I’m grateful for Martin Luther King Jr. Day because it’s a national day for public service.
I’m grateful to all the volunteers who help make this country a better place, who share their time and resources — however limited — to share with others.
That’s my America.
Volunteers fill me with hope every day, everywhere I travel in this country.
They’re at Red Cross blood donor clinics; they’re serving meals to the homeless; they’re collecting and distributing food to the hungry; they’re soothing the troubled, sick and dying. They’re playing with children as Big Sisters and Big Brothers.
In my adopted country, however, there aren’t enough volunteers to do all that we need.
Governments can’t do it all; non-profits and public agencies can’t do it all; and businesses certainly can’t. Many corporations only give because of the tax breaks; not all see the benefit of a common good.
I encourage everyone to devote a full day of service some time this year, if not today, to this country. It might change your view of whether the country is doing well or not. (A new CNN poll shows 51% of Americans think the U.S. is doing badly.)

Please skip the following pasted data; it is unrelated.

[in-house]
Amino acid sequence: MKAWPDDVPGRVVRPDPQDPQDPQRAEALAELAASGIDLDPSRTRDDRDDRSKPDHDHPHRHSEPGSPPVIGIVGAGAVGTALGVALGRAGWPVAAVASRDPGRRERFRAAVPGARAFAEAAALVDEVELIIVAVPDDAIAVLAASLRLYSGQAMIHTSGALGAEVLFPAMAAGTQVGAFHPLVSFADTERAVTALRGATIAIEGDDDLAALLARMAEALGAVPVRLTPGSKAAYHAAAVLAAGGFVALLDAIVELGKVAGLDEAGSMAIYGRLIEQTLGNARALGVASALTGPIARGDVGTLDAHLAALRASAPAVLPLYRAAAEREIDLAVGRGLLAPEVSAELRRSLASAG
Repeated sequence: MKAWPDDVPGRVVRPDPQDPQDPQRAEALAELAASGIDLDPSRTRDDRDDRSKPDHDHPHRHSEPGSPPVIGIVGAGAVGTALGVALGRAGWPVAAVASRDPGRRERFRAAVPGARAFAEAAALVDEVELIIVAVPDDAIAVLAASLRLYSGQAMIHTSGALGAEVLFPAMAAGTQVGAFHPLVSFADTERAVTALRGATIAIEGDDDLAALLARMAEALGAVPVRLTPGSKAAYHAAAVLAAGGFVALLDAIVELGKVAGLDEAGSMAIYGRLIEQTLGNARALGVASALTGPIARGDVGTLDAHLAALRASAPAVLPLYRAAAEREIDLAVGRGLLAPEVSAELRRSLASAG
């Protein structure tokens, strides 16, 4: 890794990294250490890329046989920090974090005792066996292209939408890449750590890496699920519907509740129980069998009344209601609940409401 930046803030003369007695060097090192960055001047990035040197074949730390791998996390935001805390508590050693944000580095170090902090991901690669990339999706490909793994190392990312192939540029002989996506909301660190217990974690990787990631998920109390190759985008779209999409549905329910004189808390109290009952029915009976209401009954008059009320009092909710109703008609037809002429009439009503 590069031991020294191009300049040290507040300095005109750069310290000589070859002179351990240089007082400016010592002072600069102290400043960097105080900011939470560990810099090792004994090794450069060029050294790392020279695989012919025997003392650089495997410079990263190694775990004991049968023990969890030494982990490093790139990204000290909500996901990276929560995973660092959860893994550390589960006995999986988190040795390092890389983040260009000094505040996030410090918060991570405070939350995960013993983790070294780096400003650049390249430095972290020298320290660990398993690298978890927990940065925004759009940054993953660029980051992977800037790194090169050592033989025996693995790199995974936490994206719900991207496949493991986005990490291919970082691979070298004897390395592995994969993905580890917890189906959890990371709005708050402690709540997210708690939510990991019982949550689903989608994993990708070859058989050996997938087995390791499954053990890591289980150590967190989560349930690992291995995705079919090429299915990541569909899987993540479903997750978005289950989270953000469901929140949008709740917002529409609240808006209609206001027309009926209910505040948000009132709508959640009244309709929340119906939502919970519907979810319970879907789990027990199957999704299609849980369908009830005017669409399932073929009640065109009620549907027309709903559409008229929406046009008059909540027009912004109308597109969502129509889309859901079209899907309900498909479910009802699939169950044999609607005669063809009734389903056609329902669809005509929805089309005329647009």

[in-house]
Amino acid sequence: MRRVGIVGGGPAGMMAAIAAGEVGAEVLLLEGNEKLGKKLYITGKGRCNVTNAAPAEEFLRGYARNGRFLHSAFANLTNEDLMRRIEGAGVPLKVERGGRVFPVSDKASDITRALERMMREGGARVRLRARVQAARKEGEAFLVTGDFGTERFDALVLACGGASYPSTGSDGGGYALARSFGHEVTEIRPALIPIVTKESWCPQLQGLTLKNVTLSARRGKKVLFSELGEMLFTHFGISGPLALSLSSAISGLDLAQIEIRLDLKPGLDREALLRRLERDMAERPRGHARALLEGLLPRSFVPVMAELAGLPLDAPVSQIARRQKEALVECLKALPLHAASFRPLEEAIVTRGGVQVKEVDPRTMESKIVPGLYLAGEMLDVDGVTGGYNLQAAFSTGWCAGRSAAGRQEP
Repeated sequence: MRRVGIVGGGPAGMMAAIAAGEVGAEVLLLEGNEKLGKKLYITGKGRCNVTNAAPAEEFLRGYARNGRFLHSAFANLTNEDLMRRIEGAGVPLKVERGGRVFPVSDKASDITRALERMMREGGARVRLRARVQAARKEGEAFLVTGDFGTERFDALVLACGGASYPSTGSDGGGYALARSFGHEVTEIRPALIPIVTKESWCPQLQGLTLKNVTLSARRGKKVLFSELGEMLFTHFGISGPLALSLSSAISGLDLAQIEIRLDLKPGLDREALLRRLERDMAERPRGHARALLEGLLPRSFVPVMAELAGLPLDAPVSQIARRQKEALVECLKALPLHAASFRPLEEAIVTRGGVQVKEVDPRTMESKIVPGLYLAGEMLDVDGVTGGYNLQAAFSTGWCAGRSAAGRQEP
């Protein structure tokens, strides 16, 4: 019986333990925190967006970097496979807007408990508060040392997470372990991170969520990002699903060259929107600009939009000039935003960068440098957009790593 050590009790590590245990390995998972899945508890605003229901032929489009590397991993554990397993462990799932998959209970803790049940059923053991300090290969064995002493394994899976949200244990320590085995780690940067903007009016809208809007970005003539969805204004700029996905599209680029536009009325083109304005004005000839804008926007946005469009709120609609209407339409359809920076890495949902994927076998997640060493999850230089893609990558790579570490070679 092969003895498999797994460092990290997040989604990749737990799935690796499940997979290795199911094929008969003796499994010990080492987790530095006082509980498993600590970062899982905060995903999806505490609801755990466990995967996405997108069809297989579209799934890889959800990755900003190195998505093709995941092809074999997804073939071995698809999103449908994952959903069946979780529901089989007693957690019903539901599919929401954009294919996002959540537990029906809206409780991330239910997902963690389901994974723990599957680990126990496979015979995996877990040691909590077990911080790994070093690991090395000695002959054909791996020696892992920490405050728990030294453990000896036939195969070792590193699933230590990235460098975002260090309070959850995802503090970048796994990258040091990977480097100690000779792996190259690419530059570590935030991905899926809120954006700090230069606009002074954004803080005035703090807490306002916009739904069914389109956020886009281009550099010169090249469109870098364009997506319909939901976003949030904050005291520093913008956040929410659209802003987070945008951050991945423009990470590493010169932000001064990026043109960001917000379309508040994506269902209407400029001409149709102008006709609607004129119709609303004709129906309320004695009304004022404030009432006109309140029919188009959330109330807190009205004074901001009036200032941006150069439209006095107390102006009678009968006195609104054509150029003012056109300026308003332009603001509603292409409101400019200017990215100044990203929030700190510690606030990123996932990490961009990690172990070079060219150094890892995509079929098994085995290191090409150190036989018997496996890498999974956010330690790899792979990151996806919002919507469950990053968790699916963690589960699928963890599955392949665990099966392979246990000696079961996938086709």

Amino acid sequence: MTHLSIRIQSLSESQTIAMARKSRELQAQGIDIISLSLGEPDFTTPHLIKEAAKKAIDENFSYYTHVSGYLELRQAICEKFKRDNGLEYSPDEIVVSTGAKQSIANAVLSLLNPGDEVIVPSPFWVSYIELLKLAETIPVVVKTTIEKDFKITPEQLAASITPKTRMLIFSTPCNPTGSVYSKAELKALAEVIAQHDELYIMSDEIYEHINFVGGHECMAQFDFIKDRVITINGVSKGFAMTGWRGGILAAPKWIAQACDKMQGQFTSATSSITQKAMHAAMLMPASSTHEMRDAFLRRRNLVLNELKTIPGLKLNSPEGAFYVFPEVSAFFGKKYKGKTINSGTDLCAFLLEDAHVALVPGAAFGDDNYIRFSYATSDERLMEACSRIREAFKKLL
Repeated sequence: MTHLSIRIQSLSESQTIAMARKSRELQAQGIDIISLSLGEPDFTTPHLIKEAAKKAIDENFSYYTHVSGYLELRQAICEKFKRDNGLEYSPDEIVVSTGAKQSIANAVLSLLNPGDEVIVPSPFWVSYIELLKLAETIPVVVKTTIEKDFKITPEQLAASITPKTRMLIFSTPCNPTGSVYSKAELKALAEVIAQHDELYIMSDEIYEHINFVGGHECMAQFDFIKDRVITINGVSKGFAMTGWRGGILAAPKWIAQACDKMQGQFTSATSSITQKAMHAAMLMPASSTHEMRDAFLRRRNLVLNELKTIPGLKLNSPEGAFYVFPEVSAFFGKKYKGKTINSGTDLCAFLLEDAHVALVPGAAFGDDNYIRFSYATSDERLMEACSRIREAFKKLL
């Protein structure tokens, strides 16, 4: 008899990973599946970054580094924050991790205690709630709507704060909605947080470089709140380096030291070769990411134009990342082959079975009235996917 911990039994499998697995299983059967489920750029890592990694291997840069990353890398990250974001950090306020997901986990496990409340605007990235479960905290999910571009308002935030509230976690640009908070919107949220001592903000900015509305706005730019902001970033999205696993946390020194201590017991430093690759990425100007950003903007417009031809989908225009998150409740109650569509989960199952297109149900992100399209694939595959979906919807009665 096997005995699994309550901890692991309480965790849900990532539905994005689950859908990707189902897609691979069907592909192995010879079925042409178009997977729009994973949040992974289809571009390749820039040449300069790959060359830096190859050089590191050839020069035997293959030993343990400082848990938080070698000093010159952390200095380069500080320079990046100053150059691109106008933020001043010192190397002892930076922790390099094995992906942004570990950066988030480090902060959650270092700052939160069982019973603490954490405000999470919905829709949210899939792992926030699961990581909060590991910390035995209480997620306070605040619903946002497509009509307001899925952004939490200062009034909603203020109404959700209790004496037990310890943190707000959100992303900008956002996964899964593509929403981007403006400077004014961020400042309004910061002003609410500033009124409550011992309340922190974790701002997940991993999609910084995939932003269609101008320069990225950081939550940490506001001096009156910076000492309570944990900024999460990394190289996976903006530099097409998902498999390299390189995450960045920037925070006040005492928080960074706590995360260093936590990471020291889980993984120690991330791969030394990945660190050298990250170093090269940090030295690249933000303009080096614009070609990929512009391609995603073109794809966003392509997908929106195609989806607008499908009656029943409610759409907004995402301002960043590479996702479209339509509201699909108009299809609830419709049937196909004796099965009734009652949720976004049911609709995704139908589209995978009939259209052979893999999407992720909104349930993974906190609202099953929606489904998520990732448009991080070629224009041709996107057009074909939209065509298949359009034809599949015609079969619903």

Martin Luther King Jr. was a powerful leader in his church, in his community, and all over this country. He sacrificed much and endured much to be a voice of non-violence and public service.
As a new citizen, I’ve been reading U.S. history and the biographies of people who made a difference in shaping this country for good. I highly recommend My Life with Martin Luther King, Jr. by his widow, Coretta Scott King.
If you ever needed a lesson in true public service, heed the voice, and the example, of Martin Luther King Jr.
It’s fitting, in so many ways, that today is the public inauguration of President Barack Obama, as he begins his second term.
While some ignore the mission of Martin Luther King Jr., President Obama lives it, every day.